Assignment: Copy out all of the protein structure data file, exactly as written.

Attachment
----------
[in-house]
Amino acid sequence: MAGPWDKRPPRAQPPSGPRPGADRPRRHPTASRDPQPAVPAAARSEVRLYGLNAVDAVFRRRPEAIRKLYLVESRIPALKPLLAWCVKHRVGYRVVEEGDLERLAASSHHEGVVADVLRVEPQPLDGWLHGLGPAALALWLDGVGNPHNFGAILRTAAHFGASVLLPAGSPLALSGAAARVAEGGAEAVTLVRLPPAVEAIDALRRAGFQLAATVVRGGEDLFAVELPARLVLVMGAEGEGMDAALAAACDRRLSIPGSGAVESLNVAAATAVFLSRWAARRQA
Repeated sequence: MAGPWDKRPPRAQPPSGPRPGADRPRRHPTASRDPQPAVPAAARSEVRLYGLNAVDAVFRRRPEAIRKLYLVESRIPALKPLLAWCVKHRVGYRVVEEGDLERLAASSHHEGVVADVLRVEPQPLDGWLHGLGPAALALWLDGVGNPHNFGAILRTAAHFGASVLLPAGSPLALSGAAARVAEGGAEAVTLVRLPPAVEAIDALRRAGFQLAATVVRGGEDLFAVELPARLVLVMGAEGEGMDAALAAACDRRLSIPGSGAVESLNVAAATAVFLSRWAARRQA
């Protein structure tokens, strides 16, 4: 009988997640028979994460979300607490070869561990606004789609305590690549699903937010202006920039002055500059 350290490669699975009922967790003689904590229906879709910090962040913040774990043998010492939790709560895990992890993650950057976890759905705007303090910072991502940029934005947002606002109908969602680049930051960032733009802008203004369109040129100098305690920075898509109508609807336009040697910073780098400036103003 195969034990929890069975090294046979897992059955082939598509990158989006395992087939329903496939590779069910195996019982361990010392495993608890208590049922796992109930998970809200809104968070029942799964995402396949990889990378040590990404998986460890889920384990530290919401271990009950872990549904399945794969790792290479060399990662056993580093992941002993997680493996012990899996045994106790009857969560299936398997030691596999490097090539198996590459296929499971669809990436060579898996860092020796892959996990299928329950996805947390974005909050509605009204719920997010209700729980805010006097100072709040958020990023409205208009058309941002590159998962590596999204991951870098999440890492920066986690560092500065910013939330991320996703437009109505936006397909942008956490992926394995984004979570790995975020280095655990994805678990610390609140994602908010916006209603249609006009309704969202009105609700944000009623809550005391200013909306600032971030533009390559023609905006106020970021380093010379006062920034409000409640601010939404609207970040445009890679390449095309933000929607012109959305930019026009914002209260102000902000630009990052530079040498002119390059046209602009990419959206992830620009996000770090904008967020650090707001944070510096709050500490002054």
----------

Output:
[in-house]
Amino acid sequence: MAGPWDKRPPRAQPPSGPRPGADRPRRHPTASRDPQPAVPAAARSEVRLYGLNAVDAVFRRRPEAIRKLYLVESRIPALKPLLAWCVKHRVGYRVVEEGDLERLAASSHHEGVVADVLRVEPQPLDGWLHGLGPAALALWLDGVGNPHNFGAILRTAAHFGASVLLPAGSPLALSGAAARVAEGGAEAVTLVRLPPAVEAIDALRRAGFQLAATVVRGGEDLFAVELPARLVLVMGAEGEGMDAALAAACDRRLSIPGSGAVESLNVAAATAVFLSRWAARRQA
Repeated sequence: MAGPWDKRPPRAQPPSGPRPGADRPRRHPTASRDPQPAVPAAARSEVRLYGLNAVDAVFRRRPEAIRKLYLVESRIPALKPLLAWCVKHRVGYRVVEEGDLERLAASSHHEGVVADVLRVEPQPLDGWLHGLGPAALALWLDGVGNPHNFGAILRTAAHFGASVLLPAGSPLALSGAAARVAEGGAEAVTLVRLPPAVEAIDALRRAGFQLAATVVRGGEDLFAVELPARLVLVMGAEGEGMDAALAAACDRRLSIPGSGAVESLNVAAATAVFLSRWAARRQA
């Protein structure tokens, strides 16, 4: 009988997640028979994460979300607490070869561990606004789609305590690549699903937010202006920039002055500059 350290490669699975009922967790003689904590229906879709910090962040913040774990043998010492939790709560895990992890993650950057976890759905705007303090910072991502940029934005947002606002109908969602680049930051960032733009802008203004369109040129100098305690920075898509109508609807336009040697910073780098400036103003 195969034990929890069975090294046979897992059955082939598509990158989006395992087939329903496939590779069910195996019982361990010392495993608890208590049922796992109930998970809200809104968070029942799964995402396949990889990378040590990404998986460890889920384990530290919401271990009950872990549904399945794969790792290479060399990662056993580093992941002993997680493996012990899996045994106790009857969560299936398997030691596999490097090539198996590459296929499971669809990436060579898996860092020796892959996990299928329950996805947390974005909050509605009204719920997010209700729980805010006097100072709040958020990023409205208009058309941002590159998962590596999204991951870098999440890492920066986690560092500065910013939330991320996703437009109505936006397909942008956490992926394995984004979570790995975020280095655990994805678990610390609140994602908010916006209603249609006009309704969202009105609700944000009623809550005391200013909306600032971030533009390559023609905006106020970021380093010379006062920034409000409640601010939404609207970040445009890679390449095309933000929607012109959305930019026009914002209260102000902000630009990052530079040498002119390059046209602009990419959206992830620009996000770090904008967020650090707001944070510096709050500490002054």